Jun 19 2012
This past weekend I was up in Vancouver, BC, for two gatherings that I always enjoy, the BC Campus’ Online Community Enthusiasts group (led by the always wonderful Sylvia Currie) and the Canadian blogging/social media conference, Northern Voice. OCE is a place to hang with people who wisely use online interaction, mostly in the learning context.
This year I was once again on the OCE hosting team and my job was to give an overview of the agenda, then facilitate the afternoon’s Open Space. I made a visual agenda, but in a circle it is rather hard to see, so I spontaneously became a human lazy susan. Alan Levine caught me in the act with a still, and later with an animated gif.
We had a great time with Dave Pollard leading us in some exercises using the terrific Groupworks group process pattern cards. They really elicited some insightful stories from the group and I was so inspired, I called an Open Space session in the afternoon to think about how I could use them in a webinar I ran on Monday. Bingo! As always, hanging out with friends new and old was the highlight.
Northern Voice is where I always submit weird session proposals and those crazy Canadians usually say yes to me. Silly them. My supporting role for 2012 was to co-facilitate Moosecamp, the OpenSpace of NorthernVoice, with Brian Lamb. Brian asked me to make a little announcement at the start of the conference about Moosecamp. I had decided on a whim to bring my new uke, and at the last minute decided to improvise a song about Moosecamp instead of saying it. I blogged about that already.
This year my formal submission was a session with Rob Cottingham, Alan Levine and I on improvisation. I have been very inspired by Viv McWaters and Johnnie Moore’s work to bring improv into facilitation. Our session started with each of us telling a two minute story of where improvisation played an important role, while the other two mimed the story. Then we introduced the group to Viv and Johnnie’s improv cards, which I turned into flip chart images.
We invited people to go to the flip chart they felt MOST uncomfortable with. They then discussed the why’s and wherefore’s of their discomfort. THEN we invited each group to create a human sculpture that expressed that card. We had eight great, laughter inducing performances.
Alan then showed us his PechaFlickr applications which draws five cards with a shared tag from Flickr and you get to tell a story to go with them. Alan had five volunteers who each added an element to a story illustrated by tug boats! Give it a try yourself here. It could be a great icebreaker!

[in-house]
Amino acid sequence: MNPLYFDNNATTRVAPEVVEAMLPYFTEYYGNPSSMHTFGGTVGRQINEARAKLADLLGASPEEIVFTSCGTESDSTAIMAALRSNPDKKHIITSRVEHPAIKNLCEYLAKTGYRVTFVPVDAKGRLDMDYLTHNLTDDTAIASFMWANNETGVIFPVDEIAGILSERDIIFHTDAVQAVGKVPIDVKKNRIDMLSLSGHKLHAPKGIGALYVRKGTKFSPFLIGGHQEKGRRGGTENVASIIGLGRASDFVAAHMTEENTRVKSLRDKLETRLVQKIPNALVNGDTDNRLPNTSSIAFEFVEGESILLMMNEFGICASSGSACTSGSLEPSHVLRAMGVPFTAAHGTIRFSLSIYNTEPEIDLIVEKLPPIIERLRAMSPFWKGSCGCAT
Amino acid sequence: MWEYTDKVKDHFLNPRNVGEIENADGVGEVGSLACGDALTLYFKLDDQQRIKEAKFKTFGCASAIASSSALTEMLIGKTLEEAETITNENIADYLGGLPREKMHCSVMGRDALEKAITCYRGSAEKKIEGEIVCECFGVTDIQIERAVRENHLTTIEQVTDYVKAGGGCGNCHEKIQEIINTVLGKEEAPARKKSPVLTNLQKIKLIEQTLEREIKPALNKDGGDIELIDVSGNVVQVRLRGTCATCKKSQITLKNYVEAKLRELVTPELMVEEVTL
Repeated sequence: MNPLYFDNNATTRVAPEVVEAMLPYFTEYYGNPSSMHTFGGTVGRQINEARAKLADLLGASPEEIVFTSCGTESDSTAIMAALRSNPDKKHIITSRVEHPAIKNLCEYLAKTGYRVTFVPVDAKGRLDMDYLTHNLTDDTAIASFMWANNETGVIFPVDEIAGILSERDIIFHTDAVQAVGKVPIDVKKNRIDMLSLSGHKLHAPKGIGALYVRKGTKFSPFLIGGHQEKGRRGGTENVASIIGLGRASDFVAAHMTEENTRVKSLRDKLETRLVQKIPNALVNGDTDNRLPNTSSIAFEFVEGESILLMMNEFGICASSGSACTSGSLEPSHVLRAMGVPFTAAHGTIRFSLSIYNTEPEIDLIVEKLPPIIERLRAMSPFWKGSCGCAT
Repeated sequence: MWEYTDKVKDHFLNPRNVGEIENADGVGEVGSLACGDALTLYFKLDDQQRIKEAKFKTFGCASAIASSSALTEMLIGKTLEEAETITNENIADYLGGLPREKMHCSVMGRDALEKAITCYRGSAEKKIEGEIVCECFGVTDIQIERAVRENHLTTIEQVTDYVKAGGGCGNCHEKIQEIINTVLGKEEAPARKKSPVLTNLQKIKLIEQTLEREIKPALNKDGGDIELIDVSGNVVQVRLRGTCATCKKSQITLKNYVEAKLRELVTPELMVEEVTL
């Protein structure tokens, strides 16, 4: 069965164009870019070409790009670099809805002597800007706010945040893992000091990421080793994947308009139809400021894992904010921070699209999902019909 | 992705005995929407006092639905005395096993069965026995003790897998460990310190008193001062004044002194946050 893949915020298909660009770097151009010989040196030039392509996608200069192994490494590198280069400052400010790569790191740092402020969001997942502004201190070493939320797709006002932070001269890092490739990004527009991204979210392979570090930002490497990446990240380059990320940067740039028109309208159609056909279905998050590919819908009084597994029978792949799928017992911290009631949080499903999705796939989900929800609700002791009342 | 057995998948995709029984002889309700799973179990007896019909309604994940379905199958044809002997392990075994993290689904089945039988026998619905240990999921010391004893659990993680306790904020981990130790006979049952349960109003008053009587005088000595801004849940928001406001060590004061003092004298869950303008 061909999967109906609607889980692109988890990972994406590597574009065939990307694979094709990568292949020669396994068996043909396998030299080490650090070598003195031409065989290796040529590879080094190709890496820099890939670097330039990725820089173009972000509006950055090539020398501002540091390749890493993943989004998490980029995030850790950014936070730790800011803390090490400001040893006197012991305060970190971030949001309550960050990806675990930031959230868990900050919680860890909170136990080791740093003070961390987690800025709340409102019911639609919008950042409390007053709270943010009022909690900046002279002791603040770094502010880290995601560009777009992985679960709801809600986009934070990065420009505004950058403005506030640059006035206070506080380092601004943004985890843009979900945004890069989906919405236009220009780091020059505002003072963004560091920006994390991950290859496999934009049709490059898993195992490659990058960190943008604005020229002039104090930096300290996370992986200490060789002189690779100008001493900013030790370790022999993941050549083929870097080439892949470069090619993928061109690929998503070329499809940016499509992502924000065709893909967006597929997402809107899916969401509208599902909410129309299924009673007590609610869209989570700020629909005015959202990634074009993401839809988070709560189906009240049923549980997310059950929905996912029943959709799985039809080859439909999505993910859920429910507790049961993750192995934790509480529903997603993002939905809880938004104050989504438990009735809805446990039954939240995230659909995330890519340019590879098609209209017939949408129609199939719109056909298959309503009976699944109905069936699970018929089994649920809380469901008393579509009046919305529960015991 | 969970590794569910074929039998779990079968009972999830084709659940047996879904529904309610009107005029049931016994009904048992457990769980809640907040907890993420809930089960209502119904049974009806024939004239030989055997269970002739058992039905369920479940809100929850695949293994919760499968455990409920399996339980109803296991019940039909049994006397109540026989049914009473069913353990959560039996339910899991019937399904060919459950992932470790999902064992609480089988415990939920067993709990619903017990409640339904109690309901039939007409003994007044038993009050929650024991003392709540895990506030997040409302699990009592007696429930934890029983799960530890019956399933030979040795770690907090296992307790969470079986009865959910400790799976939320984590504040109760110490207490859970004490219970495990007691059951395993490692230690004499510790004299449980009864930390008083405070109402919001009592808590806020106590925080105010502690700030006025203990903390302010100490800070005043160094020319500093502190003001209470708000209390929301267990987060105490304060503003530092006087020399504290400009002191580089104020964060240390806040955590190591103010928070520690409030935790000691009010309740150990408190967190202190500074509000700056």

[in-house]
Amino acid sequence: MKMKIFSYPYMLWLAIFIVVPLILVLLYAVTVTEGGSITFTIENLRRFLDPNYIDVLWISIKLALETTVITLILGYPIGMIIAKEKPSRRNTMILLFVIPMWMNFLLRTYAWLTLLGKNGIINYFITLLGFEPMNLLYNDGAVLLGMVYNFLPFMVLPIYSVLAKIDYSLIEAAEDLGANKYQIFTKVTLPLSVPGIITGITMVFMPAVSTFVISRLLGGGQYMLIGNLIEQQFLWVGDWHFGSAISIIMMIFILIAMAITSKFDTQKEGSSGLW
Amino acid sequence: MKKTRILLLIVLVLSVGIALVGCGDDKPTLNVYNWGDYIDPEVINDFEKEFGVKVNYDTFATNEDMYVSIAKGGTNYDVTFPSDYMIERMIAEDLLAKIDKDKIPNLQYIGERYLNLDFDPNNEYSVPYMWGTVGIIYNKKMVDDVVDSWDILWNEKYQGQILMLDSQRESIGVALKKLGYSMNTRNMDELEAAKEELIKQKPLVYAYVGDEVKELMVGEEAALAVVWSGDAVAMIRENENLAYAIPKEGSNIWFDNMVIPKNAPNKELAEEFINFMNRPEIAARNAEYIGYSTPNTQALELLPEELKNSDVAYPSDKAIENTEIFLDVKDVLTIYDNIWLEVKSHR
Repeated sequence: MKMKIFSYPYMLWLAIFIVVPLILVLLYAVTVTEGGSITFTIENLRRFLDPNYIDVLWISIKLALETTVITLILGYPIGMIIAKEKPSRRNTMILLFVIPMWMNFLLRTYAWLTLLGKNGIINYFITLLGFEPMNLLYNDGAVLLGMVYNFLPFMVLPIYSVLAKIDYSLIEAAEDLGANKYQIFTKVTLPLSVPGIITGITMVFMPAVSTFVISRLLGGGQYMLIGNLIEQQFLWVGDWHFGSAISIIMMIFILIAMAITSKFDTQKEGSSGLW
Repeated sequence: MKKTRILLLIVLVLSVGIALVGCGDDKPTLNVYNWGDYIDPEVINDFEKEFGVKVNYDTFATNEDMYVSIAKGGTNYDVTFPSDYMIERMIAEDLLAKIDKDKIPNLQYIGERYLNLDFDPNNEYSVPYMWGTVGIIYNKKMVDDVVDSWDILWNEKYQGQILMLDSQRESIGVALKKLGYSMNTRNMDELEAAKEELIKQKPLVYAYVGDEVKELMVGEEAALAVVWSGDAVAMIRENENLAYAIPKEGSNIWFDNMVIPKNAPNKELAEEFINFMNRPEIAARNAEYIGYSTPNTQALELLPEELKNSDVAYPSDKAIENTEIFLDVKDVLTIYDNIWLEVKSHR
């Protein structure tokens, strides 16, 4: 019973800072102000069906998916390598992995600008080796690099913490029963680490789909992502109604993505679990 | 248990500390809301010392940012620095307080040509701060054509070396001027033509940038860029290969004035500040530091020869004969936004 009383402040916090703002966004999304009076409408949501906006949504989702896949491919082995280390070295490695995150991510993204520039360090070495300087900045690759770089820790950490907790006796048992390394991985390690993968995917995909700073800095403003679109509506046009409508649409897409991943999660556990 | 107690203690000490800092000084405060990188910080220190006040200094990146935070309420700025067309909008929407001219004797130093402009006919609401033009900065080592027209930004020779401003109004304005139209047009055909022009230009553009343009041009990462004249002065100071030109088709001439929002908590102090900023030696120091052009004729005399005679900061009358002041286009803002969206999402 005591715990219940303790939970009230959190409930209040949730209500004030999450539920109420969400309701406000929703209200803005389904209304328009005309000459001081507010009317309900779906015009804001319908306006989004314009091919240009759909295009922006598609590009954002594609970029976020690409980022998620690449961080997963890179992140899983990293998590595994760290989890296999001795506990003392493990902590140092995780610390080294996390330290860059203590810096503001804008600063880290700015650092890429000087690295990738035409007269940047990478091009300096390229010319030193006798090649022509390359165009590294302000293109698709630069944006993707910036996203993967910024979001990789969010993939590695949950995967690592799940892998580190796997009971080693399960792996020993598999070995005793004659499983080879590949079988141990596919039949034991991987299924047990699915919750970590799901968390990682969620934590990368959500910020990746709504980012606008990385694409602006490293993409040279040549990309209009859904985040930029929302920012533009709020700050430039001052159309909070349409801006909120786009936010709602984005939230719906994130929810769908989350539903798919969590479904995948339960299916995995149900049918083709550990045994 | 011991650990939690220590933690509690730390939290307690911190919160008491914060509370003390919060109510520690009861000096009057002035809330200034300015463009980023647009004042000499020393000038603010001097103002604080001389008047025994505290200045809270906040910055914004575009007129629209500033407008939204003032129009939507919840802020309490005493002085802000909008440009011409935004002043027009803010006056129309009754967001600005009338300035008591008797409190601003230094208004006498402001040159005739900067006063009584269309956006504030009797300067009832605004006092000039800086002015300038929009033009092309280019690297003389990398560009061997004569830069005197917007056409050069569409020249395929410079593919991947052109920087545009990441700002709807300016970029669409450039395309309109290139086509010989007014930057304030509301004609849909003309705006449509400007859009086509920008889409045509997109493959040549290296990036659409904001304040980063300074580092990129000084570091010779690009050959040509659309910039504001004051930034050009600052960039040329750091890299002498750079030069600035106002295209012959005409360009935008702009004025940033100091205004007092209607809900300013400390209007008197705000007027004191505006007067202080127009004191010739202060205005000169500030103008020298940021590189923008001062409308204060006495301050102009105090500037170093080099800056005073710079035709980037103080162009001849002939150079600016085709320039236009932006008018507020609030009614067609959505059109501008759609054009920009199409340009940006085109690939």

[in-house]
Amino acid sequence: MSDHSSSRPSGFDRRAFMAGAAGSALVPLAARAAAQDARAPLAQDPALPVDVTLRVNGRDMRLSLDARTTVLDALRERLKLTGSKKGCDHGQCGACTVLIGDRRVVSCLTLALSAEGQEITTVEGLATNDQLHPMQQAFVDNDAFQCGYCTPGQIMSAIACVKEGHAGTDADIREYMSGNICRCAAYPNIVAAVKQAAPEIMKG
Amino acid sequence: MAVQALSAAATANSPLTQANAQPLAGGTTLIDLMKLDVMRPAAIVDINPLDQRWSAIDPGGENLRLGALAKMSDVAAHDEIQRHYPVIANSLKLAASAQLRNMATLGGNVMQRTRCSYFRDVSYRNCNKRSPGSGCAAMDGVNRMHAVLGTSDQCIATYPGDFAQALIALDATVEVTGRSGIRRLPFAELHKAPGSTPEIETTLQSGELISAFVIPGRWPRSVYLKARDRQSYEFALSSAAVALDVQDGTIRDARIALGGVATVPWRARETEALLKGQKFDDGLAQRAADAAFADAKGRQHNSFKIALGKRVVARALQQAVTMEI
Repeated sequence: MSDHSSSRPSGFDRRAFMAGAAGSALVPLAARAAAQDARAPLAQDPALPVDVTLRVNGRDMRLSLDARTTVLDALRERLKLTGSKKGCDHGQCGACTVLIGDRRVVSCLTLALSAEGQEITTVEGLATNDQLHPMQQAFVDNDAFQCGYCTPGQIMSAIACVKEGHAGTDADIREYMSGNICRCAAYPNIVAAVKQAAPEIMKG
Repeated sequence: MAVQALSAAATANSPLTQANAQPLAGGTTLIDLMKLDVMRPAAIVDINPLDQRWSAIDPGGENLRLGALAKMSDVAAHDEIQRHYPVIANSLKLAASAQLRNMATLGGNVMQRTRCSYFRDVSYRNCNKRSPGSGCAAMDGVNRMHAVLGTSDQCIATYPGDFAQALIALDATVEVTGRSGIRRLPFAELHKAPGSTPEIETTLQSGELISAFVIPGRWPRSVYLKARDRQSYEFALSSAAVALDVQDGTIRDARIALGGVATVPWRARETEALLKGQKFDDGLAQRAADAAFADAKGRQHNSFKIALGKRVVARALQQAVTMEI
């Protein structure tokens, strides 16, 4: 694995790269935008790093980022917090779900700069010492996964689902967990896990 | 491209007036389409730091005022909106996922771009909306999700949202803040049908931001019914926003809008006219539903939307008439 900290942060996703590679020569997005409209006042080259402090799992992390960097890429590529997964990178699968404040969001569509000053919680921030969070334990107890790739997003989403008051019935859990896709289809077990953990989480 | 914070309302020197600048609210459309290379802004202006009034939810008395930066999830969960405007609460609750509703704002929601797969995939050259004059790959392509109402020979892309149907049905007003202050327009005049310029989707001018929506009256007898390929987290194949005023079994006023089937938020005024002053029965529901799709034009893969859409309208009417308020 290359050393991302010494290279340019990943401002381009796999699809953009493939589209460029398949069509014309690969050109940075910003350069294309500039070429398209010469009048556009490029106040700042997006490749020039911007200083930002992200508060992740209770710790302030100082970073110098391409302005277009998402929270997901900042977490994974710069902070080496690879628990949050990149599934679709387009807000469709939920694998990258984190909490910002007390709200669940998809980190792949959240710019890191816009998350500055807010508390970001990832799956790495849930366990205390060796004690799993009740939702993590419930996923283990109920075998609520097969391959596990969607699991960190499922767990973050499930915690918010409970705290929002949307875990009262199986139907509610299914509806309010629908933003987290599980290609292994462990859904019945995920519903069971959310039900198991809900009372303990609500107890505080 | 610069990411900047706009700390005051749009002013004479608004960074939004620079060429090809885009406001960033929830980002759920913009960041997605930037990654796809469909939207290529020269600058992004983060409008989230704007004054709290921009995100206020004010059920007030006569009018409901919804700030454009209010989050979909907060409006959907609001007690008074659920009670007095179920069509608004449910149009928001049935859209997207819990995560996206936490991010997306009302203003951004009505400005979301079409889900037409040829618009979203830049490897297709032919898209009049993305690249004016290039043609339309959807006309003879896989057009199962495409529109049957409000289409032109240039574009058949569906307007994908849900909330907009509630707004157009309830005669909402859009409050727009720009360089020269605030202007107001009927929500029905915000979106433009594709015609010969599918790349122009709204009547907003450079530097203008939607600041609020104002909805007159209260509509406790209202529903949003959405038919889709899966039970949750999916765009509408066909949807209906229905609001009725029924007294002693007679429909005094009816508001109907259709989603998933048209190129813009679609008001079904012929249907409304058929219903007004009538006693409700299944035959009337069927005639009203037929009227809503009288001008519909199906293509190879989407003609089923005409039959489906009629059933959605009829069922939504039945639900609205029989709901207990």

Then we segued into a classic gibberish improv and our three volunteers blew me away. They dove right in. I was laughing so hard I was crying.
For us, it was important that this was not just about the performance side of improv, but about how improv can inform our practices every day, help us be more present in every moment. Rob Cottingham gave a insightful, improvised wrap up that inspired us all. We have 1140 minutes every day. We might as well use them well.
I loved Boris Mann’s recap:
Next I went to Improv Me, Baby with Nancy White, Alan Levine, and Rob Cottingham. My basic rule of thumb is “go to any session that Nancy White is involved with”. Of course Alan and Rob are no slouches either Lots of interactivity and group activity in getting people to participate, and to understand what improv actually means. Rob closed things out talking about how the very best improv can in fact be the result of lots of preparation and practice ahead of time, while still using a “go with the flow” approach to tailor presentations & experiences to the people and energy in the room.
In the Moosecamp/Open Space giulia.forsythe ran a great hands on session about how to do sketchnoting on the iPad and I now finally understand layers. (I’m slow.) She later did a sketchnote of the improv session which I TREASURE! What a great memento/take away!
All in all it was a great weekend – learning, play, improv, music, friends and food! Perfeito!